Karzai orders U.S. Special Operations forces out of key Afghan province

Afghan President Ha­mid Karzai on Sunday ordered all U.S. Special Operations forces to leave a strategically important province in two weeks, alleging that they had been involved in the torture and murder of “innocent people.”

Karzai’s blunt statement, which did not provide specific evidence or cite judicial determinations, also demanded an immediate halt to Special Operations activity in the province, Wardak, which lies southwest of Kabul and has been contested by Taliban fighters and other insurgents.

The announcement appeared to come as a surprise to American military officials, and it remained unclear whether Karzai would follow through on the order or would perhaps, as with past edicts aimed at restricting U.S.-led operations, reach a negotiated agreement with NATO forces.

Still, the order came at a sensitive time, with the withdrawal of conventional forces from Wardak and elsewhere in Afghanistan making the role played by Special Operations forces more critical. It also threatened to cast a pall over deliberations between the United States and its allies over the scope and price tag of the West’s commitment to Afghanistan after NATO’s mandate for operations in the country expires at the end of 2014.

Last week, Karzai banned his forces from calling in NATO airstrikes in populated areas, citing civilian casualties. But Sunday’s statement was Karzai’s most acerbic in recent months against the international community, following a period during which the Afghan president has been largely conciliatory with the foreign nations that pay the biggest portion of his government’s bills.

“After a thorough discussion, it became clear that armed individuals named as U.S. special force[s] stationed in Wardak province engage in harassing, annoying, torturing and even murdering innocent people,” the statement said.

“A recent example in the province is an incident in which nine people were disappeared in an operation by this suspicious force,” the statement said. In a separate incident, “a student was taken away at night from his home,” it said, and his “tortured body with throat cut was found two days later under a bridge.”

The U.S.-led coalition in Afghanistan said in a statement that it takes abuse allegations seriously, adding: “This is an important issue that we must discuss with our Afghan counterparts.”

The controversy over the role of U.S. Special Operations forces in Wardak and other provinces has been brewing for some time. After President Obama announced this year that U.S. forces would pull back from Afghan villages, senior Afghan officials said they were under the impression that the troops pulling out would include the U.S. Special Operations forces units that have built and trained the small village militias that form the Afghan Local Police.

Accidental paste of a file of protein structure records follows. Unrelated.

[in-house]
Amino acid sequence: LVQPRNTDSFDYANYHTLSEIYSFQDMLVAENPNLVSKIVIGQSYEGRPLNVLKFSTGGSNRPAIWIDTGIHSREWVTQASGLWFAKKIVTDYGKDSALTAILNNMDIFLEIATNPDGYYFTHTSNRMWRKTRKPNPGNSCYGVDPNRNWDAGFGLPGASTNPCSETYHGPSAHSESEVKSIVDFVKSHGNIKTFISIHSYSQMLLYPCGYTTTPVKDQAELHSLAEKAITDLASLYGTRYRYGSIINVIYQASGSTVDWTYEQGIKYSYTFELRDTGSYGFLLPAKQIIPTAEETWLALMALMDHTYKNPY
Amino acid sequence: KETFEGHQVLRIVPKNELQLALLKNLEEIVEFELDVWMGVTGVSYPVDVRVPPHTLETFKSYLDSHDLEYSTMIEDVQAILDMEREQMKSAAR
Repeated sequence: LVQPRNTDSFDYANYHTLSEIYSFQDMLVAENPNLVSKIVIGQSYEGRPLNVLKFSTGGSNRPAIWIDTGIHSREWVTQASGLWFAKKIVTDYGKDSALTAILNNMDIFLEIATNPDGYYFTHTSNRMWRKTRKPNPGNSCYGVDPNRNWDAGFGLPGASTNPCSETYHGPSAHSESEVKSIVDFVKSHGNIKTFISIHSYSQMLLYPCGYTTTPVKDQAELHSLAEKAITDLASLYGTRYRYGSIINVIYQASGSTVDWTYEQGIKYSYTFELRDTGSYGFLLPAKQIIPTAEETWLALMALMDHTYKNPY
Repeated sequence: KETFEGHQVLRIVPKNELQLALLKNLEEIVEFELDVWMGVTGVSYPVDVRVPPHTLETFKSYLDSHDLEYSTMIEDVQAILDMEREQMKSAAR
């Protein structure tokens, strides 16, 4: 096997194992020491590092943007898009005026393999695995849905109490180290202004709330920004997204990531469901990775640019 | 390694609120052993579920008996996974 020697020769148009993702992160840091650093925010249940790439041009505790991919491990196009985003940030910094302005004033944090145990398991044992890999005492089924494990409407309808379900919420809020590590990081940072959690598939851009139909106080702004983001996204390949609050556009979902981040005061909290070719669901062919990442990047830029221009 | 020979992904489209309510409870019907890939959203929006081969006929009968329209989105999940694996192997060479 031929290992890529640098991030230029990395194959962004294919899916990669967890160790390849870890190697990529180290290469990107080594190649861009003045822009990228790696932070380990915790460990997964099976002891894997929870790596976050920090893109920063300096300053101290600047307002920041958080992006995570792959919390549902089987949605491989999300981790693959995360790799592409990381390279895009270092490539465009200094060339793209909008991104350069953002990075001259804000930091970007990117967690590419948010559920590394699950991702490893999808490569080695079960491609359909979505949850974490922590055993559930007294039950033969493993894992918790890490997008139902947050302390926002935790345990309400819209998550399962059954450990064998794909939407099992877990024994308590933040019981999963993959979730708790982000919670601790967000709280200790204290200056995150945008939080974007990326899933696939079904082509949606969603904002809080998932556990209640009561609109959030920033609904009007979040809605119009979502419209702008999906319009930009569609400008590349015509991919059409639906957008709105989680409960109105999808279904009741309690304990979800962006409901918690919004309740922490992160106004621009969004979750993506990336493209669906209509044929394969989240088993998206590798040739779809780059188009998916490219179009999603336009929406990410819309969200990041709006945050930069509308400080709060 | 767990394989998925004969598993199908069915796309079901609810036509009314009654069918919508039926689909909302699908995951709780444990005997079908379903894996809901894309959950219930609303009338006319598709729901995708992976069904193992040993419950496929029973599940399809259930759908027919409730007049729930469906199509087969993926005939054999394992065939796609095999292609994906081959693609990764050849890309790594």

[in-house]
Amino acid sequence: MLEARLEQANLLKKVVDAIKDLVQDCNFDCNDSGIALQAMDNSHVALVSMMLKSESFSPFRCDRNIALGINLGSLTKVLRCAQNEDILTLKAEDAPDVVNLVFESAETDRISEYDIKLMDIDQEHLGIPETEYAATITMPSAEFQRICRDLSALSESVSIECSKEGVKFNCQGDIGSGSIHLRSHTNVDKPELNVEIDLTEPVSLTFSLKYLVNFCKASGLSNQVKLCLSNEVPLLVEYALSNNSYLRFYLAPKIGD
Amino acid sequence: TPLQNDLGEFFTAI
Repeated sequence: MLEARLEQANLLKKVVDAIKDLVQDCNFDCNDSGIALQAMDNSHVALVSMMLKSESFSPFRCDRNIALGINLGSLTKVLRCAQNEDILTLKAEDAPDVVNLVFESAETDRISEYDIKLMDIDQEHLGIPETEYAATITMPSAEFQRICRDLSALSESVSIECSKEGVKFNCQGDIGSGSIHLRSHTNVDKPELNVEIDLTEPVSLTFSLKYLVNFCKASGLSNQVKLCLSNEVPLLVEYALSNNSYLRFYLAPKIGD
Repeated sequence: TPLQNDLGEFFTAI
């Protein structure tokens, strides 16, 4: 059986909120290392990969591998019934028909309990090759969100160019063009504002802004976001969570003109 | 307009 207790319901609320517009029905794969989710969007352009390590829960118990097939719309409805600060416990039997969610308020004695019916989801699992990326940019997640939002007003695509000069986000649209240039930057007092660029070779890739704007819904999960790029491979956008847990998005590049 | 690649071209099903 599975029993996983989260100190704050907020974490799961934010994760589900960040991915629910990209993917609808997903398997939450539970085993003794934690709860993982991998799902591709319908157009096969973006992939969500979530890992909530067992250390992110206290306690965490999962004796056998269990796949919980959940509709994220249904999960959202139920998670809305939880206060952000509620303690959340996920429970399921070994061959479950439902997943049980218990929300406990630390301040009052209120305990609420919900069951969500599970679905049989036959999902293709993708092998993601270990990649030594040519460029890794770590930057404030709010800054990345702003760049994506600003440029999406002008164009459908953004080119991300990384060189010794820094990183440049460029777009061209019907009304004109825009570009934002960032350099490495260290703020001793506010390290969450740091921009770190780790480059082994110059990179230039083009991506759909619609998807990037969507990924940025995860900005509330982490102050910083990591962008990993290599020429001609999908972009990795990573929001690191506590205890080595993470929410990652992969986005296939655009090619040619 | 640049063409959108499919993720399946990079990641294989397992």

U.S. officials pushed back on that interpretation, arguing that it would be unwise to abort the training mission.

Karzai has long viewed the Afghan Local Police with suspicion because of fears that they operate largely outside the country’s formal defense command structure. Afghan villagers and human rights activists, meanwhile, have long accused the force of rape and other abuses.

The 18,500-strong force provides security in 94 districts. U.S. commanders see the ALP model as an essential pillar of their drawdown strategy.

The local groups are expected to keep areas secure in regions where the U.S. military is thinning out and the Afghan government has limited or no presence.

At a news conference Sunday, Karzai spokesman Amal Faizi sought to clarify the president’s statement, saying the abuse allegations were connected to Afghans working “within these special forces groups.”

“Those Afghans in these armed groups who are working with the U.S. Special Forces, the defense minister asked for an explanation of who they are,” Faizi said. “Those individuals should be handed over to the Afghan side so that we can further investigate.”

It was not immediately clear which Afghan units were involved in the alleged incidents.

The gradual withdrawal of U.S. and NATO troops and mild winter weather have allowed insurgents to be more active in various parts of Afghanistan than in past years.

On Sunday, Taliban suicide bombers targeted Afghan security forces in three separate attacks.

One of the attacks targeted a building used by the country’s main intelligence agency, the National Directorate of Security, in the eastern city of Jalalabad, Afghan officials said. Two intelligence agency guards died when a bomber exploded a vehicle near the building, they said.

Hours later, a second bomber tried to storm a police post in Logar province, south of Kabul. Police fatally shot the bomber, but he was able to detonate his explosives, killing one officer.

In an evidently coordinated attack in Logar, a suicide attacker set off his bomb near a group of police officers, killing one and a civilian, authorities said.

The Taliban asserted responsibility for the attacks in Jalalabad and Logar province.

In Kabul, security forces killed a man inside a sport-utility vehicle. They suspected the man was planning to stage an attack in front of a branch of the intelligence directorate in an area where several Western embassies are based.

Sayed Salahuddin in Kabul contributed to this report.

Richard Leiby is a senior writer in Post’s Style section. His previous assignments have included Pakistan Bureau Chief, and reporter, columnist and editor in Washington. He joined The Post in 1991.
Ernesto Londoño covers the Pentagon for the Washington Post.
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